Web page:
Although it is no doubt too early to analyse the French Assembly debate on minority languages in any great detail, some aspects of this historic event are now clear. The good news is that all the deputies who took part in the debate were keen to defend France’s linguistic diversity. There was a general feeling across parties that new legislation should be drafted to give an official status to the country’s regional languages, which the French constitution does not even mention.
The Minister for Cultural Affairs, however, made it abundantly clear that France has no intention of ratifying the European Charter for Minority Languages, arguing that the Charter “is against our principles” because it “implies [...] an inviolable right to speak a regional language, notably in the public sphere”, according to AFP. The right to speak a language other than French in the public sphere is in total opposition to current French legislation.
In their contributions to the debate (reported here), deputies regretted the state’s failure to protect minority languages. Daniel Mach, of UMP (Union pour un Mouvement Populaire), said a few words in Catalan before the President of the Chamber reminded him that it is forbidden to speak in a language other than French.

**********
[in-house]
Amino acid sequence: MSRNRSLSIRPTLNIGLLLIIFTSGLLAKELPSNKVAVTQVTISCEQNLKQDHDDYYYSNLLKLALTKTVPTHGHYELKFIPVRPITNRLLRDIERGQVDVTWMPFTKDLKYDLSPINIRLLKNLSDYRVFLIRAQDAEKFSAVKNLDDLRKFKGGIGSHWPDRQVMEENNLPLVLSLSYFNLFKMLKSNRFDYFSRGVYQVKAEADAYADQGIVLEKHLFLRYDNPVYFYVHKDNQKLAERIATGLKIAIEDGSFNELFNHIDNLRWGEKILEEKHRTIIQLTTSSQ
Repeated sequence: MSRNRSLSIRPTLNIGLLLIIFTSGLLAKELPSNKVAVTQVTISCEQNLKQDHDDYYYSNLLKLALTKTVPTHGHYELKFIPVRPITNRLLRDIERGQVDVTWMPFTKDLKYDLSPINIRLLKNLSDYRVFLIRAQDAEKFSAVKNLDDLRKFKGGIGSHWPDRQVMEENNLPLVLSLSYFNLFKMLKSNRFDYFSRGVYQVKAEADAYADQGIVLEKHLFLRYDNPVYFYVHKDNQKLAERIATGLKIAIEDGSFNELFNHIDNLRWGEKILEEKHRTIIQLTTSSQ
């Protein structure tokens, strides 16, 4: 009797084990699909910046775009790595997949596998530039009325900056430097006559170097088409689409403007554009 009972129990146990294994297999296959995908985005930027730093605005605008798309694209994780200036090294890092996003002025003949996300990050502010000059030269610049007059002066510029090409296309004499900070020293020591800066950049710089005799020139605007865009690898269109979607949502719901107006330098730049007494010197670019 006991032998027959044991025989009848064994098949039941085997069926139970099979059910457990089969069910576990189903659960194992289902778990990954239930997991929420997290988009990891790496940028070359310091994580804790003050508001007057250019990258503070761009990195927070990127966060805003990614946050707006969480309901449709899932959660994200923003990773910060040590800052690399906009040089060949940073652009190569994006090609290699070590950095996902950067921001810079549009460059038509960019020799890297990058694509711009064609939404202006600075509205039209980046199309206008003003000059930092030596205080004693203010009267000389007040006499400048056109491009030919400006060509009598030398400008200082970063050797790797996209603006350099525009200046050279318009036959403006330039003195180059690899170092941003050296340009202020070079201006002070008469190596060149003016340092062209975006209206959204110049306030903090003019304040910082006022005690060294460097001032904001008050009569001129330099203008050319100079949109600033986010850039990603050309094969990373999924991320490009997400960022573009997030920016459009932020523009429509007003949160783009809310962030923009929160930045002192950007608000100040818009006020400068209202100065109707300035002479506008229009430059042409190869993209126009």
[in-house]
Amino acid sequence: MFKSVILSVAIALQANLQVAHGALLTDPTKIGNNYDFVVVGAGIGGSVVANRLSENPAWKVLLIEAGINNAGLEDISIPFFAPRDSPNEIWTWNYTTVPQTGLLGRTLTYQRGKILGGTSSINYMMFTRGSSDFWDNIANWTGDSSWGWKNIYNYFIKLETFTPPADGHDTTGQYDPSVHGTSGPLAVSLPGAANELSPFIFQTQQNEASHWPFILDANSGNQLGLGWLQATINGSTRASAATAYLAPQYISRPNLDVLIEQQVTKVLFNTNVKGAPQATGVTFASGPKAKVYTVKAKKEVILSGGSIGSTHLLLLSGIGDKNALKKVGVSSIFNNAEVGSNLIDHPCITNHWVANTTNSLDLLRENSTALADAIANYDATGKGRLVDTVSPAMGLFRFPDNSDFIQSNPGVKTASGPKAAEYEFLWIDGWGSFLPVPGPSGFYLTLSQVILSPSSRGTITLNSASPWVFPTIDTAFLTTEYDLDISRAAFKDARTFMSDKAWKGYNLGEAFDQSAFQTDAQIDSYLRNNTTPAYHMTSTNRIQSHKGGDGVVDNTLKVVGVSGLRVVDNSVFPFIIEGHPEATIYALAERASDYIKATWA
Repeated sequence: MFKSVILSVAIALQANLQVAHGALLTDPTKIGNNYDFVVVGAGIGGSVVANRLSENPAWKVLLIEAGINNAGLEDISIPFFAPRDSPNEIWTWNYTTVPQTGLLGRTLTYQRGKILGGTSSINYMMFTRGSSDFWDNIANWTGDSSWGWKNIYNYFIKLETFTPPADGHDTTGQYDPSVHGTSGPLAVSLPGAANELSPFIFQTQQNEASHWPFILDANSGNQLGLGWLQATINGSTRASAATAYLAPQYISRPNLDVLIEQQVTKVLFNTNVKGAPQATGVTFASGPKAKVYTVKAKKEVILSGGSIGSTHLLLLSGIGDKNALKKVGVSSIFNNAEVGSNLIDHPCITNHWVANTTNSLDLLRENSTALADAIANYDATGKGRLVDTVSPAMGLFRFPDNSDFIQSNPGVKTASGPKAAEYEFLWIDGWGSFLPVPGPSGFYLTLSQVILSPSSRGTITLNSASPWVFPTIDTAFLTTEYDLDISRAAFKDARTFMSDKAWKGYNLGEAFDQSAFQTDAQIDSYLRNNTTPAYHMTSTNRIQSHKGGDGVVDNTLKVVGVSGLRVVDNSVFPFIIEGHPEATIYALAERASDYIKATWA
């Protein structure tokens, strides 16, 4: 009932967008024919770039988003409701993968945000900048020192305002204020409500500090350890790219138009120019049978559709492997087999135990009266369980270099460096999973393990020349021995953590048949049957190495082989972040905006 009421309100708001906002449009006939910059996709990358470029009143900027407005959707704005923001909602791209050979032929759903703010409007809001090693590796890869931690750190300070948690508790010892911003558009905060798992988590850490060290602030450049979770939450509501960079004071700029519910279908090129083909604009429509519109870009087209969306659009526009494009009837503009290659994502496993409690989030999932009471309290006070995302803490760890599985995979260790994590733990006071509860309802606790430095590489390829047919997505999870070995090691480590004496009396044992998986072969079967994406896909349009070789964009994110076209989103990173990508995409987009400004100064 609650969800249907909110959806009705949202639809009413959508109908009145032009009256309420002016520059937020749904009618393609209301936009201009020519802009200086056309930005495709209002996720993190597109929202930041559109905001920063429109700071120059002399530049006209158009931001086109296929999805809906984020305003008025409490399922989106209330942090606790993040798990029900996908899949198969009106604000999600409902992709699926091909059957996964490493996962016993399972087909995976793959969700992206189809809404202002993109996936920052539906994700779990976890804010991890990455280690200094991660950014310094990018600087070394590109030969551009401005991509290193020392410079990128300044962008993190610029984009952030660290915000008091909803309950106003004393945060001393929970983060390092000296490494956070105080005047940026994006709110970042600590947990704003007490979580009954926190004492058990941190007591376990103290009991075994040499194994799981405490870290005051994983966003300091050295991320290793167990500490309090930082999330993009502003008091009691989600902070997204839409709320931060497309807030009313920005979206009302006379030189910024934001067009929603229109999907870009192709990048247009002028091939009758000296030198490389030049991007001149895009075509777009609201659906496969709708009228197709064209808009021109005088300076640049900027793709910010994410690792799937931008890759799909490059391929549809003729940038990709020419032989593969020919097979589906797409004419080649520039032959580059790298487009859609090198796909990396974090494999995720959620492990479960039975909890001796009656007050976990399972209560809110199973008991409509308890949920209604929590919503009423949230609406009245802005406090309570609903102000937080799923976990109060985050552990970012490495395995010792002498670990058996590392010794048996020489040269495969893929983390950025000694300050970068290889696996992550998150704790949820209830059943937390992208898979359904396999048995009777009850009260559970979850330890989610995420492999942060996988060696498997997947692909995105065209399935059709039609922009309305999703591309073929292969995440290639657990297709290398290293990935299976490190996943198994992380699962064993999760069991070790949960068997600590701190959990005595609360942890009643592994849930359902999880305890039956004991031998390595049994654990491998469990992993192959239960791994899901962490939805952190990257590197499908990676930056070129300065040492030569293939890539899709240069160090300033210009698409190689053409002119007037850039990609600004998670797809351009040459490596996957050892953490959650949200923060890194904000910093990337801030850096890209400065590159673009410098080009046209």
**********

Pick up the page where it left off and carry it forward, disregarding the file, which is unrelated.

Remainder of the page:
It now remains to be seen whether the Government, headed by Nicolas Sarkozy, will push through minority language legislation as a matter of priority, perhaps making 2009 the year France finally recognizes its minority languages, as Le Journal du Pays Basquepredicts.
From taboo to disavowal
Although Wednesday’s discussion was unprecedented in the history of the French Assembly, “regional” languages are still very much considered a minority issue. As Oui au breton reported yesterday, the Assembly Chamber was almost empty during the debate: images showed the high level of absenteeism among all parties.
Moreover, news of the debate was not even mentioned in the French national press: to read Le Monde, Le Figaro and Libération you would not even know the debate took place. Only the AFP news agency reported on the historic event. Non-French media reported widely on the issue, including Corsica’s Radio Alta Frequenza, the Basque Country’s Journal du Pays Basque and Iparralde, Catalonia’s Indépendant, Vilaweb and MónDivers and Brittany’s Agence Bretagne Presse.
- Languages spoken in France, in Mercator